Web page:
Czech PM: 'No one in Europe is going to send troops to Ukraine'

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Czech Prime Minister Petr Fiala said that European countries are not going to send troops to Ukraine to fight in the war, the Czech news agency CTK reported on Feb. 29.

Following the Feb. 26 summit of European leaders in Paris, French President Emmanuel Macron suggested that sending Western troops on the ground in Ukraine can not be "ruled out" in the future, adding that there was no consensus on such a move.

According to Fiala, the discussion on the possible deployment of troops in Ukraine "took a minimal amount of time," and the issue would not be considered again.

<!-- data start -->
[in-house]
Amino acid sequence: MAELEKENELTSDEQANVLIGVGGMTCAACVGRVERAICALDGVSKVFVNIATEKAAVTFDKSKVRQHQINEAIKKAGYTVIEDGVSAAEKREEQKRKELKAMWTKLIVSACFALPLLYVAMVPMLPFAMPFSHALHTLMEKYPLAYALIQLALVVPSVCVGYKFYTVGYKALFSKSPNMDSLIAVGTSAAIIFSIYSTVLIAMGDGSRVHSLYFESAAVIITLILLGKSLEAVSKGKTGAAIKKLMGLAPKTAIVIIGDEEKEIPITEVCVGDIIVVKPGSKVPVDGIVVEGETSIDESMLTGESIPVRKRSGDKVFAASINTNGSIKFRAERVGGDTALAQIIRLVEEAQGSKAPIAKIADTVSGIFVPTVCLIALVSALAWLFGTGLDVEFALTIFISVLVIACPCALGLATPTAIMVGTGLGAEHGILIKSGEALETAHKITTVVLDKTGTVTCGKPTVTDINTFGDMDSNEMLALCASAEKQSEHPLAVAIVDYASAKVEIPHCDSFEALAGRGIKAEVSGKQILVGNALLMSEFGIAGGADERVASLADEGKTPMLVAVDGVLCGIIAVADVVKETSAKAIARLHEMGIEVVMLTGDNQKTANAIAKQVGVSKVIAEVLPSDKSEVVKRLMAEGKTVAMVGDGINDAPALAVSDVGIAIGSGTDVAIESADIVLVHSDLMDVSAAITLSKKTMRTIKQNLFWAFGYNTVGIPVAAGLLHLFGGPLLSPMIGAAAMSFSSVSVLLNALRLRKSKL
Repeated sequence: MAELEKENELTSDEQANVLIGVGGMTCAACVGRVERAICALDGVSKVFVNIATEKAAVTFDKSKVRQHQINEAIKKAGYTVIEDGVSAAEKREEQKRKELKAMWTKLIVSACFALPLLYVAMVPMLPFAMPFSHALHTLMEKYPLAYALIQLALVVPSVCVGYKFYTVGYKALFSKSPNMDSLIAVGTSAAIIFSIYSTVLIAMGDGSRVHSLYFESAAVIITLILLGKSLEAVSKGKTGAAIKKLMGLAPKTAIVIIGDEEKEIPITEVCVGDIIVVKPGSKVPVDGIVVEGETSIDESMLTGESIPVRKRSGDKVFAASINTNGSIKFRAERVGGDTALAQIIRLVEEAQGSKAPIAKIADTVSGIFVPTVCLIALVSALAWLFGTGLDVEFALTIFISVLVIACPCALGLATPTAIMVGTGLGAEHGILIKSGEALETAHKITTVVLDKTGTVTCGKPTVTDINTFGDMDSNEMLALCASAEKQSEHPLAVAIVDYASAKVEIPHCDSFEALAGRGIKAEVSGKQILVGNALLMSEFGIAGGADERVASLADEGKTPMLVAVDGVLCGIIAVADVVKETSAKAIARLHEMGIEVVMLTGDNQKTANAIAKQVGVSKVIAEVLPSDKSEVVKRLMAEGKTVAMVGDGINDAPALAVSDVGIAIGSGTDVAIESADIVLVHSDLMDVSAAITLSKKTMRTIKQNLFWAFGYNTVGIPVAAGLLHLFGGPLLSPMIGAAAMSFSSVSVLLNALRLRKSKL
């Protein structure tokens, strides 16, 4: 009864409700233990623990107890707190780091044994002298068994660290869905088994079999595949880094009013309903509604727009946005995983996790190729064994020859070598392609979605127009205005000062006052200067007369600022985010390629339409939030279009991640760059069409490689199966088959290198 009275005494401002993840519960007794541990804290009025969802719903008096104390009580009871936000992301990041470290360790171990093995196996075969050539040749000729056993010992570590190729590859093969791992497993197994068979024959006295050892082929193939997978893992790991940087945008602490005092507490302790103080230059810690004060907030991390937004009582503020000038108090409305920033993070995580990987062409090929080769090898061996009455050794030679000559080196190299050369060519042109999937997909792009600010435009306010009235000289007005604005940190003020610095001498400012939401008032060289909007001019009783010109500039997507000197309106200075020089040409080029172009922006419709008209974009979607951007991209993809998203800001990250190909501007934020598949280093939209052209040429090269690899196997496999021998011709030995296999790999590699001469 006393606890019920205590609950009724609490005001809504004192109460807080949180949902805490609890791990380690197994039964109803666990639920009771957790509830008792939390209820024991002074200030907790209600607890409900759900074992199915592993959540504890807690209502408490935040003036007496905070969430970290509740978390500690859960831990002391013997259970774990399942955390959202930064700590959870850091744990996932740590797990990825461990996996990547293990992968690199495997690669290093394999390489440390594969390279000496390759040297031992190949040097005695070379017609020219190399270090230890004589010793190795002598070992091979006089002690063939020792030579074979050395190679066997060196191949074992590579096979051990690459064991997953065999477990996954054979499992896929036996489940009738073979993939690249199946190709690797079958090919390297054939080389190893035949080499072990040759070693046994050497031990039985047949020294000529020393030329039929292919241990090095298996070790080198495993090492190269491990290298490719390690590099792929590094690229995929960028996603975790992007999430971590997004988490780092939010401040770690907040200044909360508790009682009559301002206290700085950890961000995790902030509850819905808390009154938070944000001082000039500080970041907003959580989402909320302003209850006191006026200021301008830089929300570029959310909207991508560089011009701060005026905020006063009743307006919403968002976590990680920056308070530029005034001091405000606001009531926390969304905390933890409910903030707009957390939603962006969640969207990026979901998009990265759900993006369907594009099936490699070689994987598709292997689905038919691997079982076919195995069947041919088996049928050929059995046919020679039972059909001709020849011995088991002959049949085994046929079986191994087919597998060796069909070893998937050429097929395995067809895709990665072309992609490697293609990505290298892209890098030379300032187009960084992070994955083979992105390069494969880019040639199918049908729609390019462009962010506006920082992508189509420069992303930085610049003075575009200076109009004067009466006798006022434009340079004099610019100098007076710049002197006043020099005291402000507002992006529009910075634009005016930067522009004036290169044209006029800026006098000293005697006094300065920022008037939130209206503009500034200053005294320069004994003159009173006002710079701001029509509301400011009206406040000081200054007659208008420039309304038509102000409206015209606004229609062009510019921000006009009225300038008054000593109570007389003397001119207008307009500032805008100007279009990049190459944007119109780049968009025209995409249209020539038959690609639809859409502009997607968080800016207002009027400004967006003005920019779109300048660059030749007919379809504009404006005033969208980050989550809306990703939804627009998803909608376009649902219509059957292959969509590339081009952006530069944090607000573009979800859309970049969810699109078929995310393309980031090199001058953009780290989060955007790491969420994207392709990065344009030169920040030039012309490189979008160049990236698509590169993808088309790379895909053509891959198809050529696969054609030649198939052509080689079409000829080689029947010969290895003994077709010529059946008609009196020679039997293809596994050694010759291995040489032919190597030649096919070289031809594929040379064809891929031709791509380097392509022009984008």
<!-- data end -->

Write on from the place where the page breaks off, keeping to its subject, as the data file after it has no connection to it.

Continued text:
"It's not a topic because this idea is unacceptable for the vast majority of countries. No one in Europe is going to send troops to Ukraine," the Czech prime minister noted.

He called not to "frighten people with things that no one has proposed and is not proposing in the way they are being interpreted."

After Macron's statement, NATO Secretary-General Jens Stoltenberg, as well as leaders of Germany, the U.K., and other European NATO member states, ruled out sending Western troops to Ukraine.

Later, Estonian Prime Minister Kaja Kallas noted that European leaders should not exclude this possibility, saying this could be "a signal to Russia."

During a two-hour State of the Nation address on Feb. 29, Russian President Vladimir Putin threatened "tragic consequences" if NATO troops were sent to Ukraine, claiming the West's support for Kyiv "risks a conflict using nuclear weapons."

Read also: Macron doesn’t rule out possibility of Western troops in Ukraine

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